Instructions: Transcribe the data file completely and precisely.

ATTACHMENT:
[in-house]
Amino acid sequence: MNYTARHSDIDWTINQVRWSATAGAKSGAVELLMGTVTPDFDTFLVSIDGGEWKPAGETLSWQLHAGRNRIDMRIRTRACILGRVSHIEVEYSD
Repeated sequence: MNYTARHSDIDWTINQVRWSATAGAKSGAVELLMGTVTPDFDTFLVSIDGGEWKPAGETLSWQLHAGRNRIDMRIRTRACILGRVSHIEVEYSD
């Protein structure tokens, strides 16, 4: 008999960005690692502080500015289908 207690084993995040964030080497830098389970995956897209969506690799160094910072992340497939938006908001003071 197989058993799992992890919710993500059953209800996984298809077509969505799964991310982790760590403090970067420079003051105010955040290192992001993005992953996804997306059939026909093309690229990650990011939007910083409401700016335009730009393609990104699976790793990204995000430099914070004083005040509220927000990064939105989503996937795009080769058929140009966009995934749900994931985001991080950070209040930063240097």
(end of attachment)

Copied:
[in-house]
Amino acid sequence: MNYTARHSDIDWTINQVRWSATAGAKSGAVELLMGTVTPDFDTFLVSIDGGEWKPAGETLSWQLHAGRNRIDMRIRTRACILGRVSHIEVEYSD
Repeated sequence: MNYTARHSDIDWTINQVRWSATAGAKSGAVELLMGTVTPDFDTFLVSIDGGEWKPAGETLSWQLHAGRNRIDMRIRTRACILGRVSHIEVEYSD
């Protein structure tokens, strides 16, 4: 008999960005690692502080500015289908 207690084993995040964030080497830098389970995956897209969506690799160094910072992340497939938006908001003071 197989058993799992992890919710993500059953209800996984298809077509969505799964991310982790760590403090970067420079003051105010955040290192992001993005992953996804997306059939026909093309690229990650990011939007910083409401700016335009730009393609990104699976790793990204995000430099914070004083005040509220927000990064939105989503996937795009080769058929140009966009995934749900994931985001991080950070209040930063240097």